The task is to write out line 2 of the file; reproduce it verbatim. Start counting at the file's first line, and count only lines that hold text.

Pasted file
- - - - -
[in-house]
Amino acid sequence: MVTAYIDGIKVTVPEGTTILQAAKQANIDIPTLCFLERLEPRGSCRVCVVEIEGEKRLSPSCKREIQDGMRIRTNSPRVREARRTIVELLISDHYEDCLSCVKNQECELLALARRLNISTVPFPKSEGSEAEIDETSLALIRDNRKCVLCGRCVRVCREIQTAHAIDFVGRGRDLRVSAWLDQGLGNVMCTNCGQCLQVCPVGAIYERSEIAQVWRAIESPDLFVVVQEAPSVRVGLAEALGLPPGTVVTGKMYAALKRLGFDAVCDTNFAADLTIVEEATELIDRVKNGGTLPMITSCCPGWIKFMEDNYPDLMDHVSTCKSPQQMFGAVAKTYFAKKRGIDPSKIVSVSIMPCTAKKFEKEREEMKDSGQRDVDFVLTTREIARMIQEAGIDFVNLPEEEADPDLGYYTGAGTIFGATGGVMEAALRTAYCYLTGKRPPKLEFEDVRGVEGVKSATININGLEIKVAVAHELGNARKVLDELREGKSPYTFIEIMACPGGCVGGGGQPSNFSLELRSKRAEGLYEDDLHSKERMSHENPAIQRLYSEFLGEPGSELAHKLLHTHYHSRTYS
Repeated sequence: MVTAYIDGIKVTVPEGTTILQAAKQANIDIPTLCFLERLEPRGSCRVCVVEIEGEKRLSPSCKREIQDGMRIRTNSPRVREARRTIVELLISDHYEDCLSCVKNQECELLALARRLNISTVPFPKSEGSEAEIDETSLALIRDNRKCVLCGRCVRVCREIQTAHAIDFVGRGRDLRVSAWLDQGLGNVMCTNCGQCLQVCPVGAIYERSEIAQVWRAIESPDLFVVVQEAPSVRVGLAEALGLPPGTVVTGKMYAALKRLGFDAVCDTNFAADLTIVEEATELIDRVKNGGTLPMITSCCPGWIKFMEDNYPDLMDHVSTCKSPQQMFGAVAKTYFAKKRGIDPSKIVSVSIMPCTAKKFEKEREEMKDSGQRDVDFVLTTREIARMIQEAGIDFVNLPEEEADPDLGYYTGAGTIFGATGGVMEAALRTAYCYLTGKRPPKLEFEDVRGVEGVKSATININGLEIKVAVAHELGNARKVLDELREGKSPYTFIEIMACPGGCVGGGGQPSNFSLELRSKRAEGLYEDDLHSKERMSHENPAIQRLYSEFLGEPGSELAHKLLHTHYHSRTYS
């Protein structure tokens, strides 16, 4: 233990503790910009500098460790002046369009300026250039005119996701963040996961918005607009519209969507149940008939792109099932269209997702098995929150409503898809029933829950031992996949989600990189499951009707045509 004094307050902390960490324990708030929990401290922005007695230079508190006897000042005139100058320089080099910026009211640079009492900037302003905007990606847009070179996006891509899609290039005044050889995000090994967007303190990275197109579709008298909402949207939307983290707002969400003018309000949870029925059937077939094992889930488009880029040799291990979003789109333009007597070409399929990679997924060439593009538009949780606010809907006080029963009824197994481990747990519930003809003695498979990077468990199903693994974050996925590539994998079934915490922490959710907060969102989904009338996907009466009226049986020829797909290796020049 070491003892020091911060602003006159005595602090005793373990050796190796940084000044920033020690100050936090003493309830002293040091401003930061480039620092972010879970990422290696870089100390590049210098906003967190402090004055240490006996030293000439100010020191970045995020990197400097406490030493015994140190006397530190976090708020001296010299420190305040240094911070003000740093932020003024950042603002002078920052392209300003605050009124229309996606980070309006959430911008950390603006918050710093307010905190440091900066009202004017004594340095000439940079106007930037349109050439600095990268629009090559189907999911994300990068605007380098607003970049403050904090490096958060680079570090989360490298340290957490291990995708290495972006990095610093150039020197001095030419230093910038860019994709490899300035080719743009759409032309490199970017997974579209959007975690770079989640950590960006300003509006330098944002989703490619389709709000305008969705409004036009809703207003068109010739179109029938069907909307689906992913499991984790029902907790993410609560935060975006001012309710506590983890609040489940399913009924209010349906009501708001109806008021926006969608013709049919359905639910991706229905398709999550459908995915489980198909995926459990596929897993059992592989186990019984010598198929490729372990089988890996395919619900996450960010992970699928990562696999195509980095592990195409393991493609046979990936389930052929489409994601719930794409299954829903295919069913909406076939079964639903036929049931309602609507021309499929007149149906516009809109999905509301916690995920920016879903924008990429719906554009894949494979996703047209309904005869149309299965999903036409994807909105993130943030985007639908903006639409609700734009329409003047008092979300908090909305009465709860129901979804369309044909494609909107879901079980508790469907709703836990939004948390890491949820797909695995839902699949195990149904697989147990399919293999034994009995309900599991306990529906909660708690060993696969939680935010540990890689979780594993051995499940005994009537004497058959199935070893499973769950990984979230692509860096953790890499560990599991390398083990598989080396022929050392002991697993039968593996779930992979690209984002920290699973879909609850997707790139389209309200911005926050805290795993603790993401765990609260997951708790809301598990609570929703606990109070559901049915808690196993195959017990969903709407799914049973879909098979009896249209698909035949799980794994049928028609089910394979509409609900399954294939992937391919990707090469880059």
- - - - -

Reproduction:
Amino acid sequence: MVTAYIDGIKVTVPEGTTILQAAKQANIDIPTLCFLERLEPRGSCRVCVVEIEGEKRLSPSCKREIQDGMRIRTNSPRVREARRTIVELLISDHYEDCLSCVKNQECELLALARRLNISTVPFPKSEGSEAEIDETSLALIRDNRKCVLCGRCVRVCREIQTAHAIDFVGRGRDLRVSAWLDQGLGNVMCTNCGQCLQVCPVGAIYERSEIAQVWRAIESPDLFVVVQEAPSVRVGLAEALGLPPGTVVTGKMYAALKRLGFDAVCDTNFAADLTIVEEATELIDRVKNGGTLPMITSCCPGWIKFMEDNYPDLMDHVSTCKSPQQMFGAVAKTYFAKKRGIDPSKIVSVSIMPCTAKKFEKEREEMKDSGQRDVDFVLTTREIARMIQEAGIDFVNLPEEEADPDLGYYTGAGTIFGATGGVMEAALRTAYCYLTGKRPPKLEFEDVRGVEGVKSATININGLEIKVAVAHELGNARKVLDELREGKSPYTFIEIMACPGGCVGGGGQPSNFSLELRSKRAEGLYEDDLHSKERMSHENPAIQRLYSEFLGEPGSELAHKLLHTHYHSRTYS